of Islam might have been reluctantly compelled in
self-defence to act quickly and to take the irre-
vocable step of lending their religious sanction to
the Jehad, which would have given the whole
Moslem world the most solemn reason possible for
siding with our foes.
As far back as 1906 there were Germans who
openly declared they would make a tool of Islam
in the event of a world war, and with the aid of
its fanaticism would fashion the dynamite to
blow into the air the rule of the Western powers
from Morocco to Calcutta.
The great Pan-Islamic movement was set on foot
soon after the Kaiser proclaimed himself in
Damascus " the Defender of Islam." Fanatical
enthusiasts were then sent from Constantinople
to every Moslem state to stir up discontent, to
MESOPOTAMIA AND MECCA 211
promote the prestige of Turkey, and to prepare for
the great and terrible day when, at the Kaiser's
signal, a " Holy War " would massacre millions
in the East, while ruthless Huns made havoc of
civilisation in the West. Every effort was made to
flood Mohammedan lands with proclamations and
pamphlets printed in every Mohammedan tongue.
They not only emphasised the obligations of a
" Holy War " and described the downfall of the
British Empire, but they told of German guns
bombarding London from Antwerp, of Zeppelins
that flew over Petrograd armed with a powerful
magnet which snapped up the Czar ! To prove to
the incredulous that the Germans had really sub-
mitted to Islam, illustrations were published of the
ruined churches of Belgium which the Germans had
destroyed " upon their repudiation of the Christian
faith." This is the way the Turks endeavoured to
deceive their ignorant Moslem subjects. They and
their German masters made a cat's-paw of Islam
solely for the furtherance of their own ambitions.
" You must have made a mistake," said the
Kaiser to the Turks, u when you made Constanti-
nople the capital of the Mohammedan world. It
is too near Russia, too near the confines of Chris-
tendom. Ever since you came to Constantinople
the Ottoman Empire has been on the wane ; you are
out of touch with the Moslem world, and the most
flourishing Moslem communities are under the
protection of Great Britain. Let us crush the
British Empire and share the spoils between us.
212 MARVELLOUS MESOPOTAMIA
Leave me to deal with Christendom ; give me
Constantinople and the highway I need through
Mesopotamia to the East, then I will make you
rulers of a Moslem Empire greater than any of
which you have ever dreamed. Cairo will make you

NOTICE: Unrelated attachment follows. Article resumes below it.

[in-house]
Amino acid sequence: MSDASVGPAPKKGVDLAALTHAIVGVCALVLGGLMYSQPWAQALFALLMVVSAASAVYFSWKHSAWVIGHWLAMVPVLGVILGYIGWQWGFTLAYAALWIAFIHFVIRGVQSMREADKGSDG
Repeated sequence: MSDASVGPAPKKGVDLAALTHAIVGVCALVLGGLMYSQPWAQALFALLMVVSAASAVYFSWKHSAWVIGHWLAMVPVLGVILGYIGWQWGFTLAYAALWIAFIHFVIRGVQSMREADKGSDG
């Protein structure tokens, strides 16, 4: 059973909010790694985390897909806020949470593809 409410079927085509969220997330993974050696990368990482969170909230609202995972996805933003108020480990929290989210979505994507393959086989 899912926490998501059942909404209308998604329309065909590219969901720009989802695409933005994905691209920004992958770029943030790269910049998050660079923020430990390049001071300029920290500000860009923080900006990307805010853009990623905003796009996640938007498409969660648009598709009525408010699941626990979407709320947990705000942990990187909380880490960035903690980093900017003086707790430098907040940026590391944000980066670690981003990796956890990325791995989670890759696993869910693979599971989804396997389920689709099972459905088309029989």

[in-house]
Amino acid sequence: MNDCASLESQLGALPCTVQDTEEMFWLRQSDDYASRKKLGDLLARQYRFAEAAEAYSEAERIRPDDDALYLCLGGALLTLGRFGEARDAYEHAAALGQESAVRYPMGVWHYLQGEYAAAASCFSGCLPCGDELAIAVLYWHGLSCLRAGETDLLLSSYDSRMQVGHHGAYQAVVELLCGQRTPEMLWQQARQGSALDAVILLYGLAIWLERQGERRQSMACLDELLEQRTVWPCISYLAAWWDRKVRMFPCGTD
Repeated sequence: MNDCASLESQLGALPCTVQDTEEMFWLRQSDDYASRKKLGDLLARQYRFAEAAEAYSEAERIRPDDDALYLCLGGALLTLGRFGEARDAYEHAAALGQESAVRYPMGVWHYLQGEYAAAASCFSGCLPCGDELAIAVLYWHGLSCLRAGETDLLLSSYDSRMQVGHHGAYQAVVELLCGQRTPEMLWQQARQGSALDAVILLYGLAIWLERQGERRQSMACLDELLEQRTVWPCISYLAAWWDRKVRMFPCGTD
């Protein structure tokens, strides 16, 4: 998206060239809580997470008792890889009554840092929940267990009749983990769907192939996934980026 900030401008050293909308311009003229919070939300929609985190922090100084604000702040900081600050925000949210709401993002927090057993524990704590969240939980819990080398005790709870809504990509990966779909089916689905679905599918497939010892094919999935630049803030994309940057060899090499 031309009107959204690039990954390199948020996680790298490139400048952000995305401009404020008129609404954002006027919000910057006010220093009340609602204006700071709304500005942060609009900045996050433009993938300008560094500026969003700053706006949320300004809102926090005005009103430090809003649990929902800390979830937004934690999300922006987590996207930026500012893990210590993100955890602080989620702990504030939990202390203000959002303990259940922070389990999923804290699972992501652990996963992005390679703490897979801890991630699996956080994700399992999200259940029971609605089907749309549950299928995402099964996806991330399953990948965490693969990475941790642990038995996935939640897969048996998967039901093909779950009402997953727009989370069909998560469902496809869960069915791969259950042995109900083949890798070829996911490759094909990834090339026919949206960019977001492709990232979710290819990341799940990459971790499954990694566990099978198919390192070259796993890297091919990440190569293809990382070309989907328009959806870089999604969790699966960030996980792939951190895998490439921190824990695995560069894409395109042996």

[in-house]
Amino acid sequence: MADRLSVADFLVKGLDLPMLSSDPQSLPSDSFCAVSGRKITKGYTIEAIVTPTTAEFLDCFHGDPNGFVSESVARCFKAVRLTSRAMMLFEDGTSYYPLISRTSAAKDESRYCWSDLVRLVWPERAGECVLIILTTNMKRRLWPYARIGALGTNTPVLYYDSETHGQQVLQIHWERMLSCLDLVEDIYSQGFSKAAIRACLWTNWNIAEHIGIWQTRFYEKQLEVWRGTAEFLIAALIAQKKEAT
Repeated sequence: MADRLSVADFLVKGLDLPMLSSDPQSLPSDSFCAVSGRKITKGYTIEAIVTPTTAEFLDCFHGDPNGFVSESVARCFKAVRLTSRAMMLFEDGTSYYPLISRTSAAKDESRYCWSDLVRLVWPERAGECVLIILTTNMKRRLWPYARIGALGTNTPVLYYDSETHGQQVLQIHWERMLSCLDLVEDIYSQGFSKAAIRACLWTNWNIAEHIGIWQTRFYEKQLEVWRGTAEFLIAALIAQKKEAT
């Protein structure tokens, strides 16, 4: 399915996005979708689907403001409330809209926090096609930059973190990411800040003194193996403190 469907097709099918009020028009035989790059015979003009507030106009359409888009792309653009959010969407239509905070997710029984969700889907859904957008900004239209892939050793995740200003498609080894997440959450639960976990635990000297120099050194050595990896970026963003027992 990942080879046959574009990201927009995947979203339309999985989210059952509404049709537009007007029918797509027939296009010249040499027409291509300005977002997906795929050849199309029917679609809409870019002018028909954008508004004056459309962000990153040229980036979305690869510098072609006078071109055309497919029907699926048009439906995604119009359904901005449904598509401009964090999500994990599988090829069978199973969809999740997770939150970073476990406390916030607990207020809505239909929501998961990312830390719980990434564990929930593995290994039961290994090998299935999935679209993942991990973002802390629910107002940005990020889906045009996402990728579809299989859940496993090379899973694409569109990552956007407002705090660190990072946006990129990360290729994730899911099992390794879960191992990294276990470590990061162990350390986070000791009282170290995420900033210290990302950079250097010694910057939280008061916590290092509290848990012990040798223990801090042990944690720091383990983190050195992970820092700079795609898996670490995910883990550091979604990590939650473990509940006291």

an ideal capital ; it is surrounded by Moslem lands,
it is near the sacred cities of Mecca, Medina,
Jerusalem, and Damascus, it stands in the centre
of the Moslem world. There is wealth in Egypt, the
Suez Canal is a gold mine, the Khedive will help us,
but we must first crush England ; together we can do
it, for I have the guns and you have the Khalifate.
Raise the standard of Islam, stir up the frenzy of a
' Holy War/ slay and spare not, for when the war is
holy, murder and robbery are no longer crimes."
Instead, however, of the anticipated revolution,
we had that marvellous response of loyalty from
India which astonished the world ; the tables were
turned upon our enemies. The Moslem world was
certainly up in arms, but it rose to defend us ;
princes and chiefs filled our Red Cross coffers with
munificent gifts, issued friendly proclamations, and
sent hundreds of thousands of Moslem troops to
the different theatres of war to fight for England's
cause. On the very day the British Indian troops
landed at Marseilles, a beautiful poem appeared in
The Times which told us why our Moslem subjects
were with us when Germany told the Sultan they
would surely be against us. It was written by Nawab
Nizamut Jung, the distinguished Indian Judge of
the High Court of Hyderabad, who in a private
MESOPOTAMIA AND MECCA 213
letter said : " The object of the poem is to give
expression to the real sentiments of the more
cultured among the Indians towards a nation to
whom they owe all that is best in life."
INDIA TO ENGLAND.
O England ! in thine hour of need,
When Faith's reward and Valour's meed
Is death or glory ;
When fate indites, with biting brand,
Clasped in each warrior's stiff 'ning hand,
A Nation's story ;
Though weak our hands, which fain would clasp
The warrior's sword with warrior's grasp,
On Victory's field ;
Yet turn, O mighty Mother ! turn
Unto the million hearts that burn
To be thy shield !
Thine equal justice, mercy, grace,
Have made a distant alien race
A part of thee !
'Twas thine to bid their souls rejoice,
When first they heard the living voice